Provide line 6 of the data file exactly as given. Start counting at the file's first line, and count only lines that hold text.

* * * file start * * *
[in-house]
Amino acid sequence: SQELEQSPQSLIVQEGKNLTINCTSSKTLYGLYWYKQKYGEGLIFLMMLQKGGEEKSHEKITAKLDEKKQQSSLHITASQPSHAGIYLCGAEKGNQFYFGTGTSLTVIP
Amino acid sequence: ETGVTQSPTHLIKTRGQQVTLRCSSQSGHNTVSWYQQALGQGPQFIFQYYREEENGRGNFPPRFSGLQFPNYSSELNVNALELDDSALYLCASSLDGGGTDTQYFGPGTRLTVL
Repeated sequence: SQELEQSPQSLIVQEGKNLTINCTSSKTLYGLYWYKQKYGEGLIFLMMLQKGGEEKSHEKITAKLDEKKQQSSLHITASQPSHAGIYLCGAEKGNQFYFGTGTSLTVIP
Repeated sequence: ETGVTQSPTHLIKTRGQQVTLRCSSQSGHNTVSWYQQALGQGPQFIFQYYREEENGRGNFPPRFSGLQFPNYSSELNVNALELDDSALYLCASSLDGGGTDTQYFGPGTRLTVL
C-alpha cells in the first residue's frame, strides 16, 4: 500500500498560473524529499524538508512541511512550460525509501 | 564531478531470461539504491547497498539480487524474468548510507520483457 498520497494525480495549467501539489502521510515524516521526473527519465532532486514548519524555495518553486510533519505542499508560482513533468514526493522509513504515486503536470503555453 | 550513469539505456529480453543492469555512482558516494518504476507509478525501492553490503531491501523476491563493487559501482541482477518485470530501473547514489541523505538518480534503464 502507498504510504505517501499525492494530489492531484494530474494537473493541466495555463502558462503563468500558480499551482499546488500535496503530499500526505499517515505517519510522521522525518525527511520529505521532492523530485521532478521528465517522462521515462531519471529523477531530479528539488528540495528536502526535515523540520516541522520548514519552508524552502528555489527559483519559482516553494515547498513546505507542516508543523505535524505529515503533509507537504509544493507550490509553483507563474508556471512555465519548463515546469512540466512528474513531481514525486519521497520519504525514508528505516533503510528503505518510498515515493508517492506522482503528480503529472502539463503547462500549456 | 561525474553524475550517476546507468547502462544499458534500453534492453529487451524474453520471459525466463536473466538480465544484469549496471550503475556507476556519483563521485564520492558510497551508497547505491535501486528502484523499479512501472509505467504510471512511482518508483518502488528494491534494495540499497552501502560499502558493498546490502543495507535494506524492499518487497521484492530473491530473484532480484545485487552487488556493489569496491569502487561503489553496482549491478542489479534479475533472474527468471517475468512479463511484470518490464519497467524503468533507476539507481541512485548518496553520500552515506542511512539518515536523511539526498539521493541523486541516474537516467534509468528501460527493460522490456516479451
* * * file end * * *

C-alpha cells in the first residue's frame, strides 16, 4: 500500500498560473524529499524538508512541511512550460525509501 | 564531478531470461539504491547497498539480487524474468548510507520483457 498520497494525480495549467501539489502521510515524516521526473527519465532532486514548519524555495518553486510533519505542499508560482513533468514526493522509513504515486503536470503555453 | 550513469539505456529480453543492469555512482558516494518504476507509478525501492553490503531491501523476491563493487559501482541482477518485470530501473547514489541523505538518480534503464 502507498504510504505517501499525492494530489492531484494530474494537473493541466495555463502558462503563468500558480499551482499546488500535496503530499500526505499517515505517519510522521522525518525527511520529505521532492523530485521532478521528465517522462521515462531519471529523477531530479528539488528540495528536502526535515523540520516541522520548514519552508524552502528555489527559483519559482516553494515547498513546505507542516508543523505535524505529515503533509507537504509544493507550490509553483507563474508556471512555465519548463515546469512540466512528474513531481514525486519521497520519504525514508528505516533503510528503505518510498515515493508517492506522482503528480503529472502539463503547462500549456 | 561525474553524475550517476546507468547502462544499458534500453534492453529487451524474453520471459525466463536473466538480465544484469549496471550503475556507476556519483563521485564520492558510497551508497547505491535501486528502484523499479512501472509505467504510471512511482518508483518502488528494491534494495540499497552501502560499502558493498546490502543495507535494506524492499518487497521484492530473491530473484532480484545485487552487488556493489569496491569502487561503489553496482549491478542489479534479475533472474527468471517475468512479463511484470518490464519497467524503468533507476539507481541512485548518496553520500552515506542511512539518515536523511539526498539521493541523486541516474537516467534509468528501460527493460522490456516479451